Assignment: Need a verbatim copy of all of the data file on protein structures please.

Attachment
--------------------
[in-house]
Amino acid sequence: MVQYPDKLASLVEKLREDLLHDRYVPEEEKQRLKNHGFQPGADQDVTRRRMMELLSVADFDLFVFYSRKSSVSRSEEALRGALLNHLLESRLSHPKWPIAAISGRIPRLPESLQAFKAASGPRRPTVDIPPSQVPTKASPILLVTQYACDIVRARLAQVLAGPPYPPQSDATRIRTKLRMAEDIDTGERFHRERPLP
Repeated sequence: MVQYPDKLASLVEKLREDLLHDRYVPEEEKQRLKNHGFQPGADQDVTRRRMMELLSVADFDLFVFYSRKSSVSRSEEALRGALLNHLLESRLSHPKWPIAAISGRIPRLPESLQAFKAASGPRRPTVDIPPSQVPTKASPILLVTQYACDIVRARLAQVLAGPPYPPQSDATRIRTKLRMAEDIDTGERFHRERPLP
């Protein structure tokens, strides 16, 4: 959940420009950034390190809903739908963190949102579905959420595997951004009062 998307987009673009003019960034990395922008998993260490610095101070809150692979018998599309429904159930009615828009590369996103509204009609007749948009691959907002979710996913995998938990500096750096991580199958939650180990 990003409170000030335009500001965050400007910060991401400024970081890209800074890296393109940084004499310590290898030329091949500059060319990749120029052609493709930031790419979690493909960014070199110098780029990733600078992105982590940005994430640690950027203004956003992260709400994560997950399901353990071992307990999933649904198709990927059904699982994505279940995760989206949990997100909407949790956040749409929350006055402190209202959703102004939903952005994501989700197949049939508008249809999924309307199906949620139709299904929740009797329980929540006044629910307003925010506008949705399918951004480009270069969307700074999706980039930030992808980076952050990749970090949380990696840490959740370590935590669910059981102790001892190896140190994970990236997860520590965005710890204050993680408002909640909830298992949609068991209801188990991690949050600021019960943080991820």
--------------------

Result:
[in-house]
Amino acid sequence: MVQYPDKLASLVEKLREDLLHDRYVPEEEKQRLKNHGFQPGADQDVTRRRMMELLSVADFDLFVFYSRKSSVSRSEEALRGALLNHLLESRLSHPKWPIAAISGRIPRLPESLQAFKAASGPRRPTVDIPPSQVPTKASPILLVTQYACDIVRARLAQVLAGPPYPPQSDATRIRTKLRMAEDIDTGERFHRERPLP
Repeated sequence: MVQYPDKLASLVEKLREDLLHDRYVPEEEKQRLKNHGFQPGADQDVTRRRMMELLSVADFDLFVFYSRKSSVSRSEEALRGALLNHLLESRLSHPKWPIAAISGRIPRLPESLQAFKAASGPRRPTVDIPPSQVPTKASPILLVTQYACDIVRARLAQVLAGPPYPPQSDATRIRTKLRMAEDIDTGERFHRERPLP
């Protein structure tokens, strides 16, 4: 959940420009950034390190809903739908963190949102579905959420595997951004009062 998307987009673009003019960034990395922008998993260490610095101070809150692979018998599309429904159930009615828009590369996103509204009609007749948009691959907002979710996913995998938990500096750096991580199958939650180990 990003409170000030335009500001965050400007910060991401400024970081890209800074890296393109940084004499310590290898030329091949500059060319990749120029052609493709930031790419979690493909960014070199110098780029990733600078992105982590940005994430640690950027203004956003992260709400994560997950399901353990071992307990999933649904198709990927059904699982994505279940995760989206949990997100909407949790956040749409929350006055402190209202959703102004939903952005994501989700197949049939508008249809999924309307199906949620139709299904929740009797329980929540006044629910307003925010506008949705399918951004480009270069969307700074999706980039930030992808980076952050990749970090949380990696840490959740370590935590669910059981102790001892190896140190994970990236997860520590965005710890204050993680408002909640909830298992949609068991209801188990991690949050600021019960943080991820």